Acclimation to temperature and temperature sensitivity of metabolism by ectomycorrhizal fungi

Authors

  • GLENNA M. MALCOLM,

    1. Intercollege Graduate Degree Program in Ecology, The Pennsylvania State University, University Park, PA 16802, USA,
    Search for more papers by this author
  • JUAN C. LÓPEZ-GUTIÉRREZ,

    1. The Holden Arboretum/Case Western University, Kirtland, OH 44094, USA
    Search for more papers by this author
  • ROGER T. KOIDE,

    1. Intercollege Graduate Degree Program in Ecology, The Pennsylvania State University, University Park, PA 16802, USA,
    2. Department of Horticulture, The Pennsylvania State University, University Park, PA 16802, USA,
    Search for more papers by this author
  • DAVID M. EISSENSTAT

    1. Intercollege Graduate Degree Program in Ecology, The Pennsylvania State University, University Park, PA 16802, USA,
    2. Department of Horticulture, The Pennsylvania State University, University Park, PA 16802, USA,
    Search for more papers by this author

Errata

This article is corrected by:

  1. Errata: Acclimation to temperature and temperature sensitivity of metabolism by ectomycorrhizal fungi Volume 15, Issue 9, 2333, Article first published online: 4 August 2009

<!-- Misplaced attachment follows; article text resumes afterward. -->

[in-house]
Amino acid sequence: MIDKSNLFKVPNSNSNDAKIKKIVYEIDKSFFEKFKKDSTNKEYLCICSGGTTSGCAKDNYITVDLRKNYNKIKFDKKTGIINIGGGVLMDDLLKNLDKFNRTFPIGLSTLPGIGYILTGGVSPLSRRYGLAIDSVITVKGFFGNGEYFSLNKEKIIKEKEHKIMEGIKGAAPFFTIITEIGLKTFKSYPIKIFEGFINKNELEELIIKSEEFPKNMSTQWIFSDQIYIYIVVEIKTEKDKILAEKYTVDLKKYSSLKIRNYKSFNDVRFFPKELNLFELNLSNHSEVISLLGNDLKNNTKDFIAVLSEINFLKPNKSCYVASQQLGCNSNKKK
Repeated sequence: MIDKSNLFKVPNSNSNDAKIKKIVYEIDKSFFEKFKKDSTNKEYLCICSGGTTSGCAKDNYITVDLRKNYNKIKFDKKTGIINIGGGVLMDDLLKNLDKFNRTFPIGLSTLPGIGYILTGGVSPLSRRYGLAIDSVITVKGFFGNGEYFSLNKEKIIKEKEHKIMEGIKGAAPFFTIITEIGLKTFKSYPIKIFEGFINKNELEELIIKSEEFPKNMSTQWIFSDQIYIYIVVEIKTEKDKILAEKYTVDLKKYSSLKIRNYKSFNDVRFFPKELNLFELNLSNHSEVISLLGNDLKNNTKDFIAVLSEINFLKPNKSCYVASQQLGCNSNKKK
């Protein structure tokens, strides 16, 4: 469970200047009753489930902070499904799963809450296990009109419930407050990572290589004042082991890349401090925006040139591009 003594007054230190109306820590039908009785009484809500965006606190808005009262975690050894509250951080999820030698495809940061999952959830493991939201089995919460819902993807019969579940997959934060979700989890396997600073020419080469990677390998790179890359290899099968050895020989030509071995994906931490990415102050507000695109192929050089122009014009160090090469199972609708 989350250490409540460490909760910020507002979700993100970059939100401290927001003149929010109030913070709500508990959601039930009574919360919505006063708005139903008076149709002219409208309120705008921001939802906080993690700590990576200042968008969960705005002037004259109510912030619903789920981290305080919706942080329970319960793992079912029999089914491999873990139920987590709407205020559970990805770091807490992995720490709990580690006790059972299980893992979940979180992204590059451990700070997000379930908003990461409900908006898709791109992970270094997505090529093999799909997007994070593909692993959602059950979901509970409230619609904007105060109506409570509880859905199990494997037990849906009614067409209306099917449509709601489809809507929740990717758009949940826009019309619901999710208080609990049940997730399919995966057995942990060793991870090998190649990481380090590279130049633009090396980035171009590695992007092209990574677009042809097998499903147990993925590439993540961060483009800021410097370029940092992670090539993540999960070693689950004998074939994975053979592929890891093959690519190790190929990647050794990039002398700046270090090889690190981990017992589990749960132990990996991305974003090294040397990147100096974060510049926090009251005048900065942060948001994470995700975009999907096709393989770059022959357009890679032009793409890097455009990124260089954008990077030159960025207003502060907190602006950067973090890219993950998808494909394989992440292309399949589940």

Glenna M. Malcolm, tel. +1814 863 7749, fax +1814 863 6139, e-mail: gmm193@psu.edu

Abstract

Ectomycorrhizal (ECM) fungi contribute significantly to ecosystem respiration, but little research has addressed the effect of temperature on ECM fungal respiration. Some plants have the ability to acclimate to temperature such that long-term exposure to warmer conditions slows respiration at a given measurement temperature and long-term exposure to cooler conditions increases respiration at a given measurement temperature. We examined acclimation to temperature and temperature sensitivity (Q10) of respiration by ECM fungi by incubating them for a week at one of three temperatures and measuring respiration over a range of temperatures. Among the 12 ECM fungal isolates that were tested, Suillus intermedius, Cenococcum geophilum, and Lactarius cf. pubescens exhibited significant acclimation to temperature, exhibiting an average reduction in respiration of 20–45% when incubated at 23 °C compared with when incubated at 11 or 17 °C. The isolates differed significantly in their Q10 values, which ranged from 1.67 to 2.56. We also found that half of the isolates significantly increased Q10 with an increase in incubator temperature by an average of 15%. We conclude that substantial variation exists among ECM fungal isolates in their ability to acclimate to temperature and in their sensitivity to temperature. As soil temperatures increase, ECM fungi that acclimate may require less carbon from their host plants than fungi that do not acclimate. The ability of some ECM fungi to acclimate may partially ameliorate the anticipated positive feedback between soil respiration and temperature.

Ancillary